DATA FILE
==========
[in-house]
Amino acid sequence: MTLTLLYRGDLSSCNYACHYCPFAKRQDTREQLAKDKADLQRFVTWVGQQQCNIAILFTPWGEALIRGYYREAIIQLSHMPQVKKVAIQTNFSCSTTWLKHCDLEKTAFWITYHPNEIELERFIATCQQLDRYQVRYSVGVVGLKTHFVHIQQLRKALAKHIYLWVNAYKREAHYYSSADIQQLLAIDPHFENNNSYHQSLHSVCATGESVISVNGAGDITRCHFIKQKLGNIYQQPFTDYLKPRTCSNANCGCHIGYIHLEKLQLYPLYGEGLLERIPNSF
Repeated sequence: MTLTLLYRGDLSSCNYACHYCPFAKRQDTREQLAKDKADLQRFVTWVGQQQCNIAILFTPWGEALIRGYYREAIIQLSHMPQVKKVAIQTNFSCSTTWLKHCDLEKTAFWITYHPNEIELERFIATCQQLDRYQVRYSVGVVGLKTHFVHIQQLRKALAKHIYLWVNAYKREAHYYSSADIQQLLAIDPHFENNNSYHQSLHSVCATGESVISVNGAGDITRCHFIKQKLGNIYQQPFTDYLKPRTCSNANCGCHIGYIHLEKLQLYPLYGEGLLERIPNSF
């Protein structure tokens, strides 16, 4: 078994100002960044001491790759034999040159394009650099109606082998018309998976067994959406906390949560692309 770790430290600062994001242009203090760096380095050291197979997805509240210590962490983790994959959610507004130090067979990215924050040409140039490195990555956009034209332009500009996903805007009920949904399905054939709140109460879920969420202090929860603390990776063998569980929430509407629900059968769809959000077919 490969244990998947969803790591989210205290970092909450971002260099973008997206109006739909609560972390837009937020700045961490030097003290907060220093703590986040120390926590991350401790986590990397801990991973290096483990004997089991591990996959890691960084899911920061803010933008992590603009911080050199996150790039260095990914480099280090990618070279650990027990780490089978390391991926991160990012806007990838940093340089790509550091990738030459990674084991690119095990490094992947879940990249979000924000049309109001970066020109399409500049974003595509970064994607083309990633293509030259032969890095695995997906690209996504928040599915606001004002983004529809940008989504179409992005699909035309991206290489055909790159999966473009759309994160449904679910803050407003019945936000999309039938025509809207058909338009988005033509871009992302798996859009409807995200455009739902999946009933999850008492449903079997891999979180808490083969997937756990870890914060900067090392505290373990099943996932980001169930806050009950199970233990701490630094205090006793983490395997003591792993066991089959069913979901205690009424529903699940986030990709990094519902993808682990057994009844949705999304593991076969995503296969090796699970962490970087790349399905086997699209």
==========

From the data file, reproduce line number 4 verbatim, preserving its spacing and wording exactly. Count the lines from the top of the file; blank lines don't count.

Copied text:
């Protein structure tokens, strides 16, 4: 078994100002960044001491790759034999040159394009650099109606082998018309998976067994959406906390949560692309 770790430290600062994001242009203090760096380095050291197979997805509240210590962490983790994959959610507004130090067979990215924050040409140039490195990555956009034209332009500009996903805007009920949904399905054939709140109460879920969420202090929860603390990776063998569980929430509407629900059968769809959000077919 490969244990998947969803790591989210205290970092909450971002260099973008997206109006739909609560972390837009937020700045961490030097003290907060220093703590986040120390926590991350401790986590990397801990991973290096483990004997089991591990996959890691960084899911920061803010933008992590603009911080050199996150790039260095990914480099280090990618070279650990027990780490089978390391991926991160990012806007990838940093340089790509550091990738030459990674084991690119095990490094992947879940990249979000924000049309109001970066020109399409500049974003595509970064994607083309990633293509030259032969890095695995997906690209996504928040599915606001004002983004529809940008989504179409992005699909035309991206290489055909790159999966473009759309994160449904679910803050407003019945936000999309039938025509809207058909338009988005033509871009992302798996859009409807995200455009739902999946009933999850008492449903079997891999979180808490083969997937756990870890914060900067090392505290373990099943996932980001169930806050009950199970233990701490630094205090006793983490395997003591792993066991089959069913979901205690009424529903699940986030990709990094519902993808682990057994009844949705999304593991076969995503296969090796699970962490970087790349399905086997699209």